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Budget planning and compliance is one of the most important jobs at any company. A limited amount of funds is available for each team, and they need to be spent wisely. When working through your plans for hiring drivers, your recruitment budget is a critical piece of that puzzle. But when you step back and look at the process, and what you’re actually spending, maybe now’s a good time for also rethinking your driver recruitment budget.

First things first: do you have a good handle on your actual budget needs? It could be as simple as knowing your turnover rate, your anticipated need for additional drivers above turnover, and then multiply that by your current cost per hire. Simple, right? Could be that easy, but it’s probably a little bit more complex than that if you’re working through this for the first time. Especially when turnover rates keep climbing, and the driver shortage continues to grow. These things impact revenue because trucks are sitting idle, and once revenue decreases, assigned budgets can unexpectedly change at any time.

Cut out what’s not working for you

The best thing to do when looking at your driver recruitment process is to figure out where to cut out waste. Let’s start with the type of drivers your looking to hire. Here you want to be highly strategic in your approach, to attract the perfect candidates. You don’t want to simply generate hundreds of leads only to find out that they don’t meet even half of your qualifications. If that’s what you’re doing, you probably also know the amount of time it’s taking for your team to work that massive pile of ice-cold leads. It might be a good idea to try and find a better place to spend that money. And a better way to use all of those wasted hours.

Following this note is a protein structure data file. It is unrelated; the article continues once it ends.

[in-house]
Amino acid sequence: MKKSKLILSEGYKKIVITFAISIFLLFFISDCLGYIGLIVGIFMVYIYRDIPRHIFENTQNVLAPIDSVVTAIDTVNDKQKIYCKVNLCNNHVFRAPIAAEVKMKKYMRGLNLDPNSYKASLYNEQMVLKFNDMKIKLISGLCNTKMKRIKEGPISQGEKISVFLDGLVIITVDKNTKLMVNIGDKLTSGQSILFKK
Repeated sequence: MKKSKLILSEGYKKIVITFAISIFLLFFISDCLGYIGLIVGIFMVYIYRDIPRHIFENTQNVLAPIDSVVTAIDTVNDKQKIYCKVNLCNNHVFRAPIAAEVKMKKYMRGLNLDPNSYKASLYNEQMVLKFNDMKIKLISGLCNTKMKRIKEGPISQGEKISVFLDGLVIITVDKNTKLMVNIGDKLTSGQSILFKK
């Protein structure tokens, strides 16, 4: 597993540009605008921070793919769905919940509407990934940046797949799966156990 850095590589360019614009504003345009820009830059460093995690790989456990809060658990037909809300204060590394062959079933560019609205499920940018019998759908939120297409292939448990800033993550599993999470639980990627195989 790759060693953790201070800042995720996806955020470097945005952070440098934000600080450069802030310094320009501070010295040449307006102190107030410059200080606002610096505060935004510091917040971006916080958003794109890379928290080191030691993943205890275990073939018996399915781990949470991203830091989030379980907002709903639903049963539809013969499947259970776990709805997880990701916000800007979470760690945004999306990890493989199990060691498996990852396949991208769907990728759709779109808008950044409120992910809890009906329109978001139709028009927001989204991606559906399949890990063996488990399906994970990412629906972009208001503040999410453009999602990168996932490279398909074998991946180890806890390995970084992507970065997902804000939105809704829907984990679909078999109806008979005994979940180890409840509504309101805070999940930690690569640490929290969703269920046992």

Using your historical data of what’s worked best, where have you found the best matches? The best retention? Those are the places you want to ensure your recruitment budget is maximized.

Part of any good budgeting strategy is tracking everything related to that budget. You should have at least a simple tracker of costs vs. return on each tactic, best case on a monthly basis (if not weekly). Once you’re sure the low performing tactics are no longer part of your plan, you can work to reallocate those funds to tactics that produce the best matches. Who knows, saving those hours and dollars might allow for improvements in employee benefits or salaries that will make you more competitive down the road.

Stop making the same driver recruitment mistakes

At the end of the day, a recruitment budget shouldn’t be focused strictly on volume. Producing thousands of unqualified leads for your fleet, just bogs you down and creates capacity challenges throughout your day.

Instead, a driver recruitment budget should be focused on making meaningful connections with drivers that you are able to sustain in the long run.